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Starter home scarcity a problem for first-timers

March 23, 2018

Over the past year or so, the number of buyers getting into the housing market has grown significantly, especially among young shoppers who are looking to buy for the first time. However, one of the common traits among most generations of younger shoppers is that they often don't have the ability to buy big or even mid-sized houses, and as a consequence hone in on appropriately named "starter homes."

However, because of so much demand - not just in the past year, but stretching back farther into the economic recovery - for these lower-priced houses, the national inventory for such properties has dwindled sharply while other, larger houses have become more common, according to new research from Trulia. Despite concerns about the size of the national housing inventory overall, it actually grew 3.3 percent on an annual basis at the end of the first quarter, but that was due to a 13.3 percent jump in the largest, most expensive homes on the market.

"Starter home inventory fell 14.2%."

Meanwhile, starter home inventory fell 14.2 percent over the same period, and the median list price for them increased 9.6 percent, the report said. As a consequence of these market conditions, starter homes made up just 21.5 percent of all homes on sale, compared to 22.9 percent for mid-sized "trade-up" houses and a sizable 55.6 percent for premium properties.

An emerging trend
To that end, it seems as though many starter homes are now being purchased by consumers with little to no interest in actually selling them in short order, effectively keeping them off the market for longer than they might be under normal market conditions, the report said. Instead, many of the starter homes that still linger on today's market are considered fixer-uppers, rather than move-in ready.

Furthermore, there are many major metro areas where low-priced homes are virtually non-existent simply because of how much demand there is for properties of any size in these busier markets, the report said. Combine that with the fact that builders continue to face headwinds when it comes to being able to put up smaller, more affordable houses due to labor shortages and issues with building materials, and experts largely agree the market is incredibly difficult to navigate for bargain hunters.

"First-time home buyers face a perfect storm this spring," said Trulia Senior Economist Cheryl Young. "Affordable, move-in ready starter homes have become harder to find amid rising home prices and mortgage rates. While new home construction hit a 10-year high in 2017, these units have not translated into starter home inventory just yet."

An attempt to help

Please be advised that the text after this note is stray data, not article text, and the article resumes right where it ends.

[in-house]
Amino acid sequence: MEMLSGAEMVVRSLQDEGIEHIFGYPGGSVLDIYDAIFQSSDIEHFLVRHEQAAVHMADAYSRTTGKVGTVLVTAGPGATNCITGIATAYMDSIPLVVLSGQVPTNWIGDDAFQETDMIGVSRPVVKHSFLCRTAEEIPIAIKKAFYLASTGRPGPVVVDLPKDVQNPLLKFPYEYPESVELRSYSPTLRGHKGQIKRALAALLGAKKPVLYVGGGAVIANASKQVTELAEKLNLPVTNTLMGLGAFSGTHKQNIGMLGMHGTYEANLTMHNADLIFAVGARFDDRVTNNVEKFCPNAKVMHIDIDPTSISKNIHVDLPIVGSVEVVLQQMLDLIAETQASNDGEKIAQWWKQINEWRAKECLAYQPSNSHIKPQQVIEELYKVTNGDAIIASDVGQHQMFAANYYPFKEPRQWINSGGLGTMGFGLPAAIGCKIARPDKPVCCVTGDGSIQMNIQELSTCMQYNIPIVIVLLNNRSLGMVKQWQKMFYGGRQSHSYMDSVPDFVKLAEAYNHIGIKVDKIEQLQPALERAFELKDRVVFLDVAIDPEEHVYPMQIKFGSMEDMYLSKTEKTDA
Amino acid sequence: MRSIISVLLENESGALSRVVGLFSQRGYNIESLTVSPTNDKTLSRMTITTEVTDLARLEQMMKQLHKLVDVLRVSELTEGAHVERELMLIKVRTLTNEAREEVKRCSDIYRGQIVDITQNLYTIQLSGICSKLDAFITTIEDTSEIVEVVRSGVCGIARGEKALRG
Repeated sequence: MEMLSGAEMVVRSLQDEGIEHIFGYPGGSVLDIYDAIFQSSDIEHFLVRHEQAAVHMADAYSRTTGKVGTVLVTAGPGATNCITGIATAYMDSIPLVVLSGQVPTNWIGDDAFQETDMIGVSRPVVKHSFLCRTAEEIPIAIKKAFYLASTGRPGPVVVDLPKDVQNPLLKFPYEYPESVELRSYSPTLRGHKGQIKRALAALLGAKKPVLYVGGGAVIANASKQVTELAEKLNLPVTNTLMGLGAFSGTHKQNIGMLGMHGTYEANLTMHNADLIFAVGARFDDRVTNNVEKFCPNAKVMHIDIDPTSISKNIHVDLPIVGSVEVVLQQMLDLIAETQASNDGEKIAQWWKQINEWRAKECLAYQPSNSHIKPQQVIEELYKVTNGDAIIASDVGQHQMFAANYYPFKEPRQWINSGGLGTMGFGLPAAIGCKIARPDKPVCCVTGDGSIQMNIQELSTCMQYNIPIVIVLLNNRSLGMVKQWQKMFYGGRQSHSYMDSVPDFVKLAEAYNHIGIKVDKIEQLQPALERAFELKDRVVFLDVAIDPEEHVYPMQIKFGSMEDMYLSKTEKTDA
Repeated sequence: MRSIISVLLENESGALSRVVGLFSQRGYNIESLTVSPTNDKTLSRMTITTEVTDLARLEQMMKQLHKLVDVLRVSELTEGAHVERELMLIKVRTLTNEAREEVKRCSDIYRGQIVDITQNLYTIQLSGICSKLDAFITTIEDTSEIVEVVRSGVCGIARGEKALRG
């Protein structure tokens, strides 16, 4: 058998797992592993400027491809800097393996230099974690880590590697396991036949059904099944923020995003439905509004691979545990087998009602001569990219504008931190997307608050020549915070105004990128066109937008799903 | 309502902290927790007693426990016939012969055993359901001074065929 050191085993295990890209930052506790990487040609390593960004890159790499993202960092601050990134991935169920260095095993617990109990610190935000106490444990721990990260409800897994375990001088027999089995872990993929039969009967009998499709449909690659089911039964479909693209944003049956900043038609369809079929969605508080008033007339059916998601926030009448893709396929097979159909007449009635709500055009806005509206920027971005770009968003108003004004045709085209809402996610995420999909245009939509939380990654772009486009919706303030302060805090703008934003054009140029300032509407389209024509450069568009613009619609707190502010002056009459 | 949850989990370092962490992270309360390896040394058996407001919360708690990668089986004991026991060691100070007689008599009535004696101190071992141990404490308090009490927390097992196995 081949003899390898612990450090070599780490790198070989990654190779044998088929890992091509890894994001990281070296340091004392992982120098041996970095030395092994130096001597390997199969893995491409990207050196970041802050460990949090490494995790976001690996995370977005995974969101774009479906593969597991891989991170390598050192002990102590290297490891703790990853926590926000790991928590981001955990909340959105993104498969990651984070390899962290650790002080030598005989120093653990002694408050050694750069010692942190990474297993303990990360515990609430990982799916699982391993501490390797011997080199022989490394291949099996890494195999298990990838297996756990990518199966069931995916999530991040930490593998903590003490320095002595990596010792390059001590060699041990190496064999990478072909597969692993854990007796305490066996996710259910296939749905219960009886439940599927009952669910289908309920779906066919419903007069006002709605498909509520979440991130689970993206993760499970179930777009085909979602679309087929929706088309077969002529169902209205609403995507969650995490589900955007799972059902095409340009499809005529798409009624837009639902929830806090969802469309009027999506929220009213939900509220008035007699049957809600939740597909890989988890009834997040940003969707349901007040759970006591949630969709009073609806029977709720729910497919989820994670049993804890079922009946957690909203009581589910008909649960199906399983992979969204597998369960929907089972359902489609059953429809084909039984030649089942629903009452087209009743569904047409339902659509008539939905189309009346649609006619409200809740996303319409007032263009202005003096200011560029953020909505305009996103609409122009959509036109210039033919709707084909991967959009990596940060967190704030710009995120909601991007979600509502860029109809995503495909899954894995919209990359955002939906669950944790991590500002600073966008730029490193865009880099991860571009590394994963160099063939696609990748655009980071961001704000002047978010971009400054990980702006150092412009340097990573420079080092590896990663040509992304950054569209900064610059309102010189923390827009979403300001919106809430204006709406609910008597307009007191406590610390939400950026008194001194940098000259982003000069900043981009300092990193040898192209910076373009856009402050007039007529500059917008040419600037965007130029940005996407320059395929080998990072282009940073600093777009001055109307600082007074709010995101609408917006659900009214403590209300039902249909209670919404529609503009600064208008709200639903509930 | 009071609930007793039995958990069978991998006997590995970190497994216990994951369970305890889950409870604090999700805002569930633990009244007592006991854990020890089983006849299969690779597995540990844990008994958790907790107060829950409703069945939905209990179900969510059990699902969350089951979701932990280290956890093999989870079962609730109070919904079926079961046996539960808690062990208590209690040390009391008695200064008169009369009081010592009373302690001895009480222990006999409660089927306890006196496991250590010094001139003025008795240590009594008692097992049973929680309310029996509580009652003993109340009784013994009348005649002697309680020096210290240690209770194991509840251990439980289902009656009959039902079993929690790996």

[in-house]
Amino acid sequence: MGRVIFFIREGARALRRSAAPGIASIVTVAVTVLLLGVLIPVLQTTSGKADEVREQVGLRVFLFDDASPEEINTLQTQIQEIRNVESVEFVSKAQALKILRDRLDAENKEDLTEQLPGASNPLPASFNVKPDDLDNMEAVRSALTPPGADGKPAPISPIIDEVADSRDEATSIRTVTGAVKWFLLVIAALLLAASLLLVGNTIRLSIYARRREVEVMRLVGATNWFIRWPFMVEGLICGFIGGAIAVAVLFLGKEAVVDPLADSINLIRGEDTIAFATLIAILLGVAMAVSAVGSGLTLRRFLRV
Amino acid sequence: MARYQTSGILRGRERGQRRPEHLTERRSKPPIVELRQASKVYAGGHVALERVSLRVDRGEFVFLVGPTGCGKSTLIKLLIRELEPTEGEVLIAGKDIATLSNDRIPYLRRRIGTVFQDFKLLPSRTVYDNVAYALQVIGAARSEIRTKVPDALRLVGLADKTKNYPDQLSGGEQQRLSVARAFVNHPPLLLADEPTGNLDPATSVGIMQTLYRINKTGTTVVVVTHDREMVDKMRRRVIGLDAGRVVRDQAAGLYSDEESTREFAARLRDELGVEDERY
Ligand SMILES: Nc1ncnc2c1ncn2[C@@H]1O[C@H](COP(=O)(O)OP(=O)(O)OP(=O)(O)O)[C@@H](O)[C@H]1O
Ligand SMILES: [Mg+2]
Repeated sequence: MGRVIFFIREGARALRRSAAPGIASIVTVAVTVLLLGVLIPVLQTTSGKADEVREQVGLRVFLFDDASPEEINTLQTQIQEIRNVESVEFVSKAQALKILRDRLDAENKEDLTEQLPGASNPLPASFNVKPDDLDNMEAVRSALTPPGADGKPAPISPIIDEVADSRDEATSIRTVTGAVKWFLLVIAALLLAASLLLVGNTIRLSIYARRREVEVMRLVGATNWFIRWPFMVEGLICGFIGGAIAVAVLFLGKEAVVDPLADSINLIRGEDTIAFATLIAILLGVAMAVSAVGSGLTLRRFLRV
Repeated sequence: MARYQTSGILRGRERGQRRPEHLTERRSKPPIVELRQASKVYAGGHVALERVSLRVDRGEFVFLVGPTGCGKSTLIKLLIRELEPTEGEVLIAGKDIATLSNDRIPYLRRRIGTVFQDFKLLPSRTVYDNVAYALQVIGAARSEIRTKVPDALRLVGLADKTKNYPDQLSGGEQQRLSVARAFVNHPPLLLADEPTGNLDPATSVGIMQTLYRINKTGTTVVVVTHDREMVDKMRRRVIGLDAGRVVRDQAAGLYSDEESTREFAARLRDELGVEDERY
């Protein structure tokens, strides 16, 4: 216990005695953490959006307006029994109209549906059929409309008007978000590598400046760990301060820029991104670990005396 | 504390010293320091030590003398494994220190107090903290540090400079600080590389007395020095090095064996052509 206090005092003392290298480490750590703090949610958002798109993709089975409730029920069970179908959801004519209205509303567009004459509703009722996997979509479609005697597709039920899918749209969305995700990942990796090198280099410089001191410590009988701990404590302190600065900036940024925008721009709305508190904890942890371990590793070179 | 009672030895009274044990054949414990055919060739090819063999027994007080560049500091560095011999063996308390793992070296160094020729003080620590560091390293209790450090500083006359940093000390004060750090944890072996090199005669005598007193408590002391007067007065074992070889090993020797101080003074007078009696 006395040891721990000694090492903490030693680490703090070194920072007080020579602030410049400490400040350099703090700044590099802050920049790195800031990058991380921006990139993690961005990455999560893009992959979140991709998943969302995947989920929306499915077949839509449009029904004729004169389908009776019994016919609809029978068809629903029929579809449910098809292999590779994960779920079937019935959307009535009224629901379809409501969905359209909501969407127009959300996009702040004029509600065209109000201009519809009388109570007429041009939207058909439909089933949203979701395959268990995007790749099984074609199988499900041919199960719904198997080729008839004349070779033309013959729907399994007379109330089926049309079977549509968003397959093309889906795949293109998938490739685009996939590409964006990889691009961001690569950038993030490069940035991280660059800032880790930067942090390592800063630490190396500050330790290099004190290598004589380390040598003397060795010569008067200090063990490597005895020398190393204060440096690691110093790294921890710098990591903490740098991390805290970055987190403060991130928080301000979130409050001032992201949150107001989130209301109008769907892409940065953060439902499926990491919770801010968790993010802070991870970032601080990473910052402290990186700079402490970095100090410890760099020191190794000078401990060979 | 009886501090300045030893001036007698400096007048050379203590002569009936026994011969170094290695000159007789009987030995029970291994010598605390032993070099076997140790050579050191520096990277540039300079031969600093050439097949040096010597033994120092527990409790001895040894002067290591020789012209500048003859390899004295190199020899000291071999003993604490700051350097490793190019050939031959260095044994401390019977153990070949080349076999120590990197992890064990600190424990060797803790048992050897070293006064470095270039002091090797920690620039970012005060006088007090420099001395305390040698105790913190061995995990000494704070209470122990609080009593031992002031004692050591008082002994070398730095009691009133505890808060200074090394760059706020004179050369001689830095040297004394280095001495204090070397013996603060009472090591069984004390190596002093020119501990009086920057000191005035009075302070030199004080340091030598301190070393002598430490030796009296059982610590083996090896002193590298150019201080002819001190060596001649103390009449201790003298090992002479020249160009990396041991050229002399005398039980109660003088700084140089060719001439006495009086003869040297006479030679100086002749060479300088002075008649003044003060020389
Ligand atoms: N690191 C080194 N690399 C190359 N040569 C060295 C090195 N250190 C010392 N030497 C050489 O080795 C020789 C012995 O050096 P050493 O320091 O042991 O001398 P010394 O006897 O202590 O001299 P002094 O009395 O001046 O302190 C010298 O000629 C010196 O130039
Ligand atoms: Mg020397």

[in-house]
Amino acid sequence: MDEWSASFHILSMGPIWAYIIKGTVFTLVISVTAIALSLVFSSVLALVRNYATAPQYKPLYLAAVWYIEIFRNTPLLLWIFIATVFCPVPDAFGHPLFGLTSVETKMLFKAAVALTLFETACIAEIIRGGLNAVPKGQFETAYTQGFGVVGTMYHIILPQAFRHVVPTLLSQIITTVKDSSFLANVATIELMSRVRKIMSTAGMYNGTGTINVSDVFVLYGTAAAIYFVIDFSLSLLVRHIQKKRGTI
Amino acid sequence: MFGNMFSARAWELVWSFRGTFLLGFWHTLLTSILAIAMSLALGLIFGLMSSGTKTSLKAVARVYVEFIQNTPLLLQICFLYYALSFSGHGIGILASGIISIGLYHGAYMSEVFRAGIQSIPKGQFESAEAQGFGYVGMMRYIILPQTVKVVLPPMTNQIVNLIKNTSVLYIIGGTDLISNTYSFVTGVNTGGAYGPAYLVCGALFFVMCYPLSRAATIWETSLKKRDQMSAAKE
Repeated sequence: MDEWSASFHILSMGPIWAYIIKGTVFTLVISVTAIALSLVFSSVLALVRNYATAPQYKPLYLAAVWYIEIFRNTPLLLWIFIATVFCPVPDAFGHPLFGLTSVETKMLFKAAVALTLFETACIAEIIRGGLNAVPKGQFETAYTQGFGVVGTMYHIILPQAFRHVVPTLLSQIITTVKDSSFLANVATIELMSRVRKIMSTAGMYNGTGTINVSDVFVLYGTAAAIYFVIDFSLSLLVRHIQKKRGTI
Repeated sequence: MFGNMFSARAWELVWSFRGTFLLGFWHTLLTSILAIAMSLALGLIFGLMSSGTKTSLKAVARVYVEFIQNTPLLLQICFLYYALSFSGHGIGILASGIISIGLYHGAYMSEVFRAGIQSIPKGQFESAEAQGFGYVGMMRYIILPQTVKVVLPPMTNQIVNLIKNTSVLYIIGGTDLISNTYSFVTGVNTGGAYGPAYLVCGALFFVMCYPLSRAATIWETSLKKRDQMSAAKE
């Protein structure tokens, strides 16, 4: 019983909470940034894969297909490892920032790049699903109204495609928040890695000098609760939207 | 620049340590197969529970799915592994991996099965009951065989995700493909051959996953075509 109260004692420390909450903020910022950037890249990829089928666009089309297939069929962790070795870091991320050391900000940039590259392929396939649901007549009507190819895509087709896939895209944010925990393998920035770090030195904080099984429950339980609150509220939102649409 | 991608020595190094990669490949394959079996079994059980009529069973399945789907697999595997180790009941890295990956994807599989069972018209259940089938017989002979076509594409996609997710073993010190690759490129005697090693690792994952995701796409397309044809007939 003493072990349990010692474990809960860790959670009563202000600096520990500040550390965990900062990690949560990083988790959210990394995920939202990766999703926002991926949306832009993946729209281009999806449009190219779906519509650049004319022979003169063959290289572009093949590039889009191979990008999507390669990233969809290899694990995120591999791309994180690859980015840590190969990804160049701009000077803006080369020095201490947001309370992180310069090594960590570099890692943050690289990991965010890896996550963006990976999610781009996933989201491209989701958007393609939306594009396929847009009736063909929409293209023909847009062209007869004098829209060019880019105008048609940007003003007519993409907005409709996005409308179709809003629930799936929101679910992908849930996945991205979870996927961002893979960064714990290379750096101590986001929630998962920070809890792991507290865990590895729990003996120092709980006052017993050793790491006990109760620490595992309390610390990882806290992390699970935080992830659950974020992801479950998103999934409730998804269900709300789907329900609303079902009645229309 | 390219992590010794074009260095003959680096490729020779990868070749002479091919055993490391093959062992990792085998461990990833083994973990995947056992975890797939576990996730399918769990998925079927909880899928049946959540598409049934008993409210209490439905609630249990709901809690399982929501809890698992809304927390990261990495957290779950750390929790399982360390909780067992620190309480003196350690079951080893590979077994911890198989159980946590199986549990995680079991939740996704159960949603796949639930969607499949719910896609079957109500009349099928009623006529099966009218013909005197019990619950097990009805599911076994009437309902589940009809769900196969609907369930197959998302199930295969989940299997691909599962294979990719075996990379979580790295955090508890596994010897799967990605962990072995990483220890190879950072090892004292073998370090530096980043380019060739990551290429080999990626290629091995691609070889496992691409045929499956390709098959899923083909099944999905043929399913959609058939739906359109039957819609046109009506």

The good news for would-be shoppers looking to get into the market at a reasonable price point is that many states and municipalities now recognize the market difficulties first-time buyers face, according to the Daily Free Press. In Massachusetts - one of the nation's pricier states for homebuying - a new program from the quasi-public homeownership help organization MassHousing is aimed at helping first-time buyers with down payment assistance by providing them up with the lesser of either 3 percent of the down payment price or $12,000 in funding.

"A new program is aimed at helping first-time buyers."

That funding will be provided in the form of a secondary loan that will likewise have to be paid back, but will also not require any cash down payment, unlike their primary mortgages, the report said. In particular, this issue seems to be primarily aimed at recent college graduates whose ability to build sizable down payments is likely weighed down by student loan debt. Paul McMorrow, director of communications and policy at MassHousing, told the newspaper that the Bay State has suffered from some significant inventory shortages which have only served to drive up housing costs - for both purchases and rentals - to the point that many people are being priced out.

Legal changes coming?
Meanwhile, just north of Massachusetts in the Granite State, some New Hampshire lawmakers are considering adding a tax break for first-time homebuyers to encourage more young people to get into the market, according to the New Hampshire Business Review. Senate Bill 301, which has not yet been signed into law due to concerns about the legislation in the state's House of Representatives, would create a two-year tax break for first-time buyers to reduce the real estate transfer tax by one-third - from 75 cents per $100 of home value to 50 cents per $100 - specifically on houses priced at less than $300,000.

New Hampshire state Reps. largely believe the language of the bill is perhaps a bit too restrictive in terms of who it benefits, and would probably like to see the language extended to people with certain financial limitations in particular, the report said. Others are concerned about the overall cost to the state in terms of lost tax revenues.

When consumers are looking to make a home purchase of any kind, it's vital that they do all they can to find any assistance they can to reduce their buying costs. There are often several programs or benefits to which they may have access without realizing it, which can potentially reduce their homebuying costs by a significant amount. That, in turn, could help them save tens of thousands of dollars over the life of a loan.




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